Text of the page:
Home cooking of diets ensures the ingredients that are being fed and a commercial single protein exclusion diet is not essential during a diet trial; however, they are preferred for maintenance to reduce potential longterm nutritional imbalances. However, commercial protein hydrolysates may be the most effective diets to manage inflammatory enteropathies and identify dietary sensitivities. The response to an exclusion diet is often rapid, but the diet must be fed for at least three and, in a few cases, up to ten weeks before being considered a failure.
Probiotics. Evidence for the efficacy of probiotics in chronic enteropathies is largely lacking, but hypothetically they help restore a normal microbiome and reduce intestinal inflammation.
Cobalamin and folate supplementation. Hypocobalaminemia is common in both EPI and chronic enteropathies and leads not only to metabolic changes that suppress appetite, but also to histologic small-intestinal changes; the small intestine needs cobalamin to be healthy. Traditionally cobalamin has been supplemented by weekly SC injections. However, recent studies in dogs and cats have shown that daily oral supplementation bypasses the normal absorption pathway and can restore normal serum cobalamin concentrations and correct any metabolic changes. Oral cobalamin has even been shown to be effective in EPI, despite the secretion by the pancreas of intrinsic factor, a protein linked to cobalamin absorption being impaired.
The effect of hypofolatemia has not been elucidated in dogs and cats but leads to anemia in humans. So whether it is simply a marker of small-intestinal damage or actually needs to be supplemented is not yet known.
Antidiarrheals.Oral kaolin and pectin-based suspensions can help solidify diarrhea but are only symptomatic treatments. Similarly, opioids (eg, loperamide) only provide temporary symptomatic relief by modifying motility and decreasing small-intestinal secretion.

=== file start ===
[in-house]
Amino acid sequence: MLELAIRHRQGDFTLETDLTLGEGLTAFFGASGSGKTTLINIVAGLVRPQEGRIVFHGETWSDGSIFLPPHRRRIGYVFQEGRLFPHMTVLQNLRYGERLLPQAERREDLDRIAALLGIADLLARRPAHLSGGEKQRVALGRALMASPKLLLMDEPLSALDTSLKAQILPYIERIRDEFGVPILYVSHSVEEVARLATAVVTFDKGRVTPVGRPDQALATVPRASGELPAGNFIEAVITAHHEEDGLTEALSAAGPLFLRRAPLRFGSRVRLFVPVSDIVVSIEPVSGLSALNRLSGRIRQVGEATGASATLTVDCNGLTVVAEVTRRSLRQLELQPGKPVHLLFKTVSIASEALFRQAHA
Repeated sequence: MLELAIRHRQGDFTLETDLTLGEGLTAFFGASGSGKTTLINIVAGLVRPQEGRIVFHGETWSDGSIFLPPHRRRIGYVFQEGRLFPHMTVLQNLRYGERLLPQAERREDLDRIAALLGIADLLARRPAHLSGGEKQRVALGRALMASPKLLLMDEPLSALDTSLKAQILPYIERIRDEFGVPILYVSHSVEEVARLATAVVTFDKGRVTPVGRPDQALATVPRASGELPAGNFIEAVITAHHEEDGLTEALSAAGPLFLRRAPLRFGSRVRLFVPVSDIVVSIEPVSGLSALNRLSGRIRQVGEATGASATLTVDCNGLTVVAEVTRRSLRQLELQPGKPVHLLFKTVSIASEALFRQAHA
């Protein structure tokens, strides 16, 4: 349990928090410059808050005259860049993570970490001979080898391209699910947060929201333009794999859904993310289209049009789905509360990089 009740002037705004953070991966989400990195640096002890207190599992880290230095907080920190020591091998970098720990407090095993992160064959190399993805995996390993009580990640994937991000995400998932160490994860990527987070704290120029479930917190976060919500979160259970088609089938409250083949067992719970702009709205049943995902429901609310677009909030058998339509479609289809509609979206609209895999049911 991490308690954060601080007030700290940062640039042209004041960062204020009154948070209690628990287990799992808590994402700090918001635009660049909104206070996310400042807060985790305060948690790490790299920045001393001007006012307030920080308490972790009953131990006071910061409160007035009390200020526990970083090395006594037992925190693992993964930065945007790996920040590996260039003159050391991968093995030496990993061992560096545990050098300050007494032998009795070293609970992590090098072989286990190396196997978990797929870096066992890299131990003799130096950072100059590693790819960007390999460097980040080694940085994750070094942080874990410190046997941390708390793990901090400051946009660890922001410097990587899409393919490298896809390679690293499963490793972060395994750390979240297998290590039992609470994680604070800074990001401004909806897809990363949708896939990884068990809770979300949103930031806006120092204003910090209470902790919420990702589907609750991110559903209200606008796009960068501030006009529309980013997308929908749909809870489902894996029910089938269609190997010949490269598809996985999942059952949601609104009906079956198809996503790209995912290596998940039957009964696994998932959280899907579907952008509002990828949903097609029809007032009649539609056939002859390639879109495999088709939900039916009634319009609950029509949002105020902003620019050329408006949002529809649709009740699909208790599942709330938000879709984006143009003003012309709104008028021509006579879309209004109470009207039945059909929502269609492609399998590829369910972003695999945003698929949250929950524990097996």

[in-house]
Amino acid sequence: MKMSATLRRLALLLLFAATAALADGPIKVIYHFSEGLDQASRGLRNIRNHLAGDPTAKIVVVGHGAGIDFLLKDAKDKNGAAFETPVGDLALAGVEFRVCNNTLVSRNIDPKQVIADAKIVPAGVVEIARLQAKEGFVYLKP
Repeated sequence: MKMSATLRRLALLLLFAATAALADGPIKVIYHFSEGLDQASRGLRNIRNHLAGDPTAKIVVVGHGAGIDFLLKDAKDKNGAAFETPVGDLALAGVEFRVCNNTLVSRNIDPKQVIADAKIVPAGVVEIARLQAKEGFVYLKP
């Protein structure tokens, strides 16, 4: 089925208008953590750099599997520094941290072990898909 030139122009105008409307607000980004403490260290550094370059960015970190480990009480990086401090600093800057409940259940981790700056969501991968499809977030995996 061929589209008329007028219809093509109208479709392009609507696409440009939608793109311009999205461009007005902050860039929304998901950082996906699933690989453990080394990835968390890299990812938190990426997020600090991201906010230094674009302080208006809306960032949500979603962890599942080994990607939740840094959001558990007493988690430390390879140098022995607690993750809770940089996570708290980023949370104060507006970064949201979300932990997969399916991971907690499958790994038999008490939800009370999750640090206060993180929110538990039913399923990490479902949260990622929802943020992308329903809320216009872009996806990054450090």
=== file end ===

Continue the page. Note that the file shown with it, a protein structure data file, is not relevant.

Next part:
Effective treatment of EPI and small-intestinal disease depends on the nature of the disorder, but therapy may be empirical when a specific diagnosis hasn't been made.
Exocrine pancreatic insufficiency. Management of EPI in dogs is relatively straightforward and includes replacing pancreatic enzymes with exogenous enzymes and dietary modification. Feeding a low-fiber diet that contains moderate levels of fat or highly digestible fat, very digestible carbohydrate, and high-quality protein is often recommended. Yet in many dogs and most cats, a standard, good-quality commercial diet is adequate.
Treatment will require lifelong supplementation of each meal with pancreatic extract. Powdered extracts (1 tsp/10 kg body wt) are preferable to tablets, capsules, and most enteric-coated preparations. Fresh or fresh-frozen pancreas can be used as an alternative (100 g/meal for an adult German Shepherd). Treatment of EPI in cats is similar, but cobalamin supplementation is almost invariably required.
The response to pancreatic enzyme replacement therapy may be poor and adjunctive treatments may be necessary:
Secondary SIBO may be suspected, and the animal should be treated concurrently with oral antibiotics for ≥1 month (see below).
Acid suppressants (eg, H2-receptor blockers such as cimetidine or ranitidine; proton pump inhibitors, such as omeprazole) may be given 20 minutes before a meal to inhibit acid secretion and minimize acid degradation of enzymes in the pancreatic extract, but they are expensive and their value is questionable.
Oral multivitamin supplementation should be considered as supportive therapy, but cobalamin (500–1,000 mcg/week until normalized) should be given.
Dysbiosis and antibiotic-responsive diarrhea. In dogs with ARD, a low-fat diet may help by minimizing secretory diarrhea due to bacterial metabolism of fatty acids and bile salts. Oral broad-spectrum antibiotic therapy with oxytetracycline (10–20 mg/kg, three times daily for 28 days) has been successful. Metronidazole (10–20 mg/kg, twice daily) and tylosin (20 mg/kg, three times daily) are effective alternatives; there is rarely a need to use other antibiotics, and the nontargeted use of fluoroquinolones should be avoided.
Repeated or longterm treatment may be necessary in dogs with idiopathic ARD. Vitamin supplementation may be helpful, particularly for animals with cobalamin deficiency. Secondary ARD usually resolves with appropriate management of the underlying disease (eg, EPI), but idiopathic ARD can be difficult to control, especially in young German Shepherds, which are predisposed to developing the condition.